The interim relief application brought by Gogga Tracking Solutions (Pty) Ltd (GTS) against Vodacom Service Provider (Pty) Ltd (VSP) has been struck from the Tribunal's roll on the technical basis that GTS was not authorised to bring the application. In upholding the terms of a shareholders' agreement between the shareholders of GTS, which prevented it from engaging in litigation without the consent of all the shareholders, the Tribunal had cause to consider under which circumstances it would have the power to declare provisions of an agreement void.
GTS had lodged a complaint with the Commission that VSP, being both a wholesale supplier and retailer of data bundles, had engaged in a margin squeeze against GTS (a customer for data bundles and also a competitor in the downstream retail market), by increasing the price at which GTS could obtain data.
GTS then applied for interim relief in an attempt to fast-forward its remedy pending outcome of the complaint investigation. VSP opposed the application on the "short point" that GTS required the consent of both shareholders, which had not been obtained. It is significant to note that VSP was indirectly a substantial shareholder in GTS, via a subsidiary.
GTS argued that the right to curtail legal proceedings as contained in the shareholders' agreement was inapplicable in circumstances where the interests of one shareholder in bringing the application conflicted with that of another's in having the application dismissed. In this instance, it was clearly not in VSP's interest to have the interim relief application brought, an interest which its subsidiary, with shares in GTS, apparently shared.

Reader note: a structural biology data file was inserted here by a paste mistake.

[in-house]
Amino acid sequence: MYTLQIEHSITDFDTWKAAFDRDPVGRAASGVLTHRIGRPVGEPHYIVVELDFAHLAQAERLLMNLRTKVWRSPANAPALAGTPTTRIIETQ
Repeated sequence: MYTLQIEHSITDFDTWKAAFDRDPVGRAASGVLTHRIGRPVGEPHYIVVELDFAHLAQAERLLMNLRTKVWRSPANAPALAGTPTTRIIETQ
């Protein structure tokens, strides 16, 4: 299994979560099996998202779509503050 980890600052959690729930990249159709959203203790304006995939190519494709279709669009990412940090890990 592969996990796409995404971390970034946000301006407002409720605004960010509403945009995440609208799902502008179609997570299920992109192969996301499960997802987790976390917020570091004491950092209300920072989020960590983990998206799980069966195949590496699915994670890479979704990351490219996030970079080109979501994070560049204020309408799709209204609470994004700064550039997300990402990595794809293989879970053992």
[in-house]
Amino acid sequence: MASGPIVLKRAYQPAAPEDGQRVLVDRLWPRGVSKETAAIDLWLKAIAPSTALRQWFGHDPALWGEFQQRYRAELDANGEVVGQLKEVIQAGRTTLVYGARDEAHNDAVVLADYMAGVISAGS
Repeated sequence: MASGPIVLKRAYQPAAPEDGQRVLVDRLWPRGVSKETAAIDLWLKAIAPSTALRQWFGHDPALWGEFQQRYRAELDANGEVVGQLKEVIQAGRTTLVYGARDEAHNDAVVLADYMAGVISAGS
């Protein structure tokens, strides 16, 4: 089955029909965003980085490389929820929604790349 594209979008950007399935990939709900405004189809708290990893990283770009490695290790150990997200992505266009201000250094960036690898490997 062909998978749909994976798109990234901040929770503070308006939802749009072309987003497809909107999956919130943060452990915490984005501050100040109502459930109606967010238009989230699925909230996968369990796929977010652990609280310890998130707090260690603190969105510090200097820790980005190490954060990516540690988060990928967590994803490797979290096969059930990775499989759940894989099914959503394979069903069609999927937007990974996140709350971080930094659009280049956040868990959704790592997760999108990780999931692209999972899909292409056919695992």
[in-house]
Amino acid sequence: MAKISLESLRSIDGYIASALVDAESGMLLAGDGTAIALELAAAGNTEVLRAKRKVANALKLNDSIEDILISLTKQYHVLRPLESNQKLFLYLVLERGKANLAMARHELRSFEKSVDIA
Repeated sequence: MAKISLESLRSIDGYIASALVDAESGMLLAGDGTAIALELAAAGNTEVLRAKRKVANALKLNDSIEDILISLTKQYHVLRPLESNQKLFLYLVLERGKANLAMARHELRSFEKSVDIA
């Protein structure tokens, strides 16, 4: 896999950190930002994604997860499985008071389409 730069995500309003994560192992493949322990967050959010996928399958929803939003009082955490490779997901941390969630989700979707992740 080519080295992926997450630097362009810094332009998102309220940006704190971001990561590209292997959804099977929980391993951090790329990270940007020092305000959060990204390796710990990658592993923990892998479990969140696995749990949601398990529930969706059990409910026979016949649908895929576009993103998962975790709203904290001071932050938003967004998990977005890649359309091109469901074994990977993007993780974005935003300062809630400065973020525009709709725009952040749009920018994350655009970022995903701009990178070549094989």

In a carefully-worded judgment, the Tribunal confirmed that it is only able to declare an agreement or part thereof to be void if it forms an integral element of a prohibited practice. The Tribunal suggested that an "agreement which seeks to extinguish a firm's rights of access to the fora in which competition disputes are resolved" would be sufficiently related to the broader scheme of prohibited practices to merit censure.
In the present instance, GTS alleged only a "conflict of interest" and had failed to allege that the provision was furthermore "designed and implemented... as a mechanism to frustrate GTS's rights of access to ... organs of the competition system." Absent such an averment, the Tribunal was bound to apply the provisions of the agreement as drafted.
Despite upholding the "short point" raised by VSP, the Tribunal was at pains to issue the following important caution: "shareholders should not perceive this decision as a source of encouragement to draft and implement shareholders' agreements in such a manner that their effect is to impede or prevent access by firms with co-shareholders to competition authorities if disputes arise about competition issues. These provisions would be ill-fated and the consequences to the relevant shareholders, if they are unmasked, would be highly unwelcome to them."
The Tribunal also sent a message that such technical arguments, whilst sound, have the effect of potentially delaying a remedy that affected not only the commercial interests of the parties, but also the interests and welfare of all consumers. Accordingly, the Tribunal declined to award any costs to VSP.
As the Tribunal expressly stated that neither the laying of a complaint nor the referral of the complaint (if any) would amount to the institution of legal proceedings by GTS (and would not therefore require shareholder authorisation) the merits of the allegations may well be ventilated in the future.
Chris Charter, Director, Competition
Scarlate Nkiwane, Associate, Competition